The UN is leading also a comprehensive Recovery and Peacebuilding Assessment (RPA) to conflict-affected, government held areas of eastern Ukraine that also includes EU and World Bank.
Finally, in continuation of the Secretary-General’s good offices, Under Secretary-General Feltman is slated to travel back to Ukraine in the near future, pending the formation of the new Government.


Ladies and gentlemen,
In conclusion, the promise of renewal, and of renewed energy towards solving Ukraine’s problems embodied in the recent parliamentary elections threatens to be overshadowed by the worsening security situation in the east of the country. Nonetheless, the prospect that a new, reform-oriented ruling coalition will be formed, empowering it to move the country closer to a path of peace and stability, provides the avenue for all to support Ukraine out of this debilitating conflict.
With the Minsk agreements in question, and uncertainty over how much strain the cease-fire can withstand, we are deeply concerned over the possibility of a return to full-scale fighting. Alternatively, the conflict may simmer this way for months, with sporadic, low-level battles, marked by periods of increased hostilities and further casualties. While either scenario would be catastrophic for Ukraine, a third, concerning prospect is that of a “frozen” or protracted conflict, that would entrench the current status quo in south-eastern Ukraine for years or even decades to come.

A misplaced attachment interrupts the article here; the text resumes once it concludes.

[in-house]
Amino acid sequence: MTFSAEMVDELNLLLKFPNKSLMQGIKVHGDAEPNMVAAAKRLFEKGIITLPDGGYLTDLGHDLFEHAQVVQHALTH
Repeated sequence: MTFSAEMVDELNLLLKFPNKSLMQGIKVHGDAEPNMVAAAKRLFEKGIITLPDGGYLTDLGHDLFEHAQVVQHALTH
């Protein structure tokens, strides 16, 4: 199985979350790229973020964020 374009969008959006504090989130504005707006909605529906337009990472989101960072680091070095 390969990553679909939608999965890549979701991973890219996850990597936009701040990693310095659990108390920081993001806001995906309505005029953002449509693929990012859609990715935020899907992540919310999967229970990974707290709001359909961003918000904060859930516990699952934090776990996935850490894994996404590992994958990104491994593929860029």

It is our collective responsibility to ensure that none of these scenarios take hold. The only alternative is for the fighting to end so that all Ukrainians can rebuild their lives in a stable and secure country, with Ukraine’s sovereignty and territorial integrity preserved.
The road to this solution is renewed commitment by all concerned parties to the Minsk agreements and shared responsibility for their full and urgent implementation. The United Nations also stands ready to support this process in any way deemed appropriate.
I thank you for your attention.